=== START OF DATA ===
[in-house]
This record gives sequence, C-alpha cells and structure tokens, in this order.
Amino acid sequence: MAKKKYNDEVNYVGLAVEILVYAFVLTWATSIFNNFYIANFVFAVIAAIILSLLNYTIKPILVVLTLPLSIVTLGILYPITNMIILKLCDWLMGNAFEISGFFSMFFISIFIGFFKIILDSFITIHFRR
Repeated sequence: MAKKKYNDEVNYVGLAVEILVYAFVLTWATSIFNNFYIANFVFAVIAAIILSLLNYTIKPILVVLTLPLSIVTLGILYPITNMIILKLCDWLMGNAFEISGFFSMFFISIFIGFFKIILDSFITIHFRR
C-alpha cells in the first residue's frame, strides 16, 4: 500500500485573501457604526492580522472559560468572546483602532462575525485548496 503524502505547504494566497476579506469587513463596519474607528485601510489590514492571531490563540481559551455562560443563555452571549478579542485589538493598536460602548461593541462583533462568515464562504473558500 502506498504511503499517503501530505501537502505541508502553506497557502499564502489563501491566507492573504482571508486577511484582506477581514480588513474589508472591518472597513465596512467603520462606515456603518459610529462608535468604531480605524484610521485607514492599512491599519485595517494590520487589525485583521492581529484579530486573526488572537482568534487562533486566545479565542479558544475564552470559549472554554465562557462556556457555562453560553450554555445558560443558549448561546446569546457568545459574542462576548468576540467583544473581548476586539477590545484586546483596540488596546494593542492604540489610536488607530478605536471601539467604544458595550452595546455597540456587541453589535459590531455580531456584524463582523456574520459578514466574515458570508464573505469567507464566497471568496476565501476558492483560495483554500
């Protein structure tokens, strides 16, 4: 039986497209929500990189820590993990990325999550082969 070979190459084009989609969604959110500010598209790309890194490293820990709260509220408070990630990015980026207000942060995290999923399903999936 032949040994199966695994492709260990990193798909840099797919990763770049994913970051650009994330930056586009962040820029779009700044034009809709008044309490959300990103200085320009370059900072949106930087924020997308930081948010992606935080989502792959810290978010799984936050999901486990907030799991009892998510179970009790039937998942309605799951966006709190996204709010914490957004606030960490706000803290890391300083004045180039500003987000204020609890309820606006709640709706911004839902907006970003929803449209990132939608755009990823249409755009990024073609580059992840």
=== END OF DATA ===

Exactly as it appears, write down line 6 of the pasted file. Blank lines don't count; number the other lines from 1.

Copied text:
């Protein structure tokens, strides 16, 4: 039986497209929500990189820590993990990325999550082969 070979190459084009989609969604959110500010598209790309890194490293820990709260509220408070990630990015980026207000942060995290999923399903999936 032949040994199966695994492709260990990193798909840099797919990763770049994913970051650009994330930056586009962040820029779009700044034009809709008044309490959300990103200085320009370059900072949106930087924020997308930081948010992606935080989502792959810290978010799984936050999901486990907030799991009892998510179970009790039937998942309605799951966006709190996204709010914490957004606030960490706000803290890391300083004045180039500003987000204020609890309820606006709640709706911004839902907006970003929803449209990132939608755009990823249409755009990024073609580059992840």